In this day and age, seeing people kiss as well as hearing and reading about kisses is all too common in mainstream media. As a result, you may be feeling a little performance anxiety when it comes to smooching with your partner. But if you’re not too experienced (or have never been kissed), this can lead to a lot of nervousness. If the question on how to kiss—and specifically how to kiss well—is bothering you, look no further! Read on for a few tried-and-true tips for a successful liplock.
Do the prepwork.
Ever kissed someone with bad breath? Or with cracked, unmoisturized lips? Both those scenarios can turn a good kiss sour—quite literally, if your mouth smells like something died in it! Keep breath strips or a breath spray on you, and use that Chapstick regularly. That way, you’ll be prepared even for spontaneous smooching! Plus, really, it’s just a matter of good hygiene and self-care.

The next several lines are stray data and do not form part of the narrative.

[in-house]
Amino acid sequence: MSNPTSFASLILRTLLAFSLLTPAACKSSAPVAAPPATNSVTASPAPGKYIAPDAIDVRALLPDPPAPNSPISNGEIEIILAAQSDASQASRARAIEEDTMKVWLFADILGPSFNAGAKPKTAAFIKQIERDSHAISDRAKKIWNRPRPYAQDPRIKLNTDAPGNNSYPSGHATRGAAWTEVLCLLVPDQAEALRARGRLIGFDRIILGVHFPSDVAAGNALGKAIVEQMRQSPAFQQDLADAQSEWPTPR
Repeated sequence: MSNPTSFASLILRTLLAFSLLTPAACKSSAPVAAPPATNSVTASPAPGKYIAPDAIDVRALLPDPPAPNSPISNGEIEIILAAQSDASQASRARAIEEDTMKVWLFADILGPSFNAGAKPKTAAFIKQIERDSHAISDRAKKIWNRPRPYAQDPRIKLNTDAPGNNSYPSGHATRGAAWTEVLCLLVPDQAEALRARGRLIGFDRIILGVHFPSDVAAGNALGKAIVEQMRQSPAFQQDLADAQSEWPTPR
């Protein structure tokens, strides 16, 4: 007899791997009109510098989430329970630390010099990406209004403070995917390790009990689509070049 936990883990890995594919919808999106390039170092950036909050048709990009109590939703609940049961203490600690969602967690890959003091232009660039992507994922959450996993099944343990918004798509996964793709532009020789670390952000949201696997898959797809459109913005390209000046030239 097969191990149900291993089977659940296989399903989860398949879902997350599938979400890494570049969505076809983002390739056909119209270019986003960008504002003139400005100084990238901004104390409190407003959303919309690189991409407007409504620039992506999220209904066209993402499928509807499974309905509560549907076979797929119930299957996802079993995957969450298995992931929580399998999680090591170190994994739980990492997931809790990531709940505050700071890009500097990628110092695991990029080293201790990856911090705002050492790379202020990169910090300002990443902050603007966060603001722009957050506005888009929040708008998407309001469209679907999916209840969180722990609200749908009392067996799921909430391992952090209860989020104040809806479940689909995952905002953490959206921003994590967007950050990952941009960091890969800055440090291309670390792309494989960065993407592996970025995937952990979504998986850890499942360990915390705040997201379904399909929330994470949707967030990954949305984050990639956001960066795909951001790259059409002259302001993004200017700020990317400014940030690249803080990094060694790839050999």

Don’t forget there’s more than one way to kiss.
Sure, you have the classic liplock, which usually has a romantic and/or sexual meaning, but remember there are other types of kisses too! Here are some of the most common:
Air kiss: More common with family, friends, and acquaintances than romantic partners and often used as a greeting or farewell, this type of kiss involves pursing the lips then leaning in as if to touch the cheek of the other person, but without actual skin contact.
A kiss on the cheek: As its name implies, this involves pressing one’s lips to another person’s cheek. This is also a kiss that works with platonic relationships as a greeting or goodbye; however, it can be a sweet kiss between romantic partners as well, often used in polite company.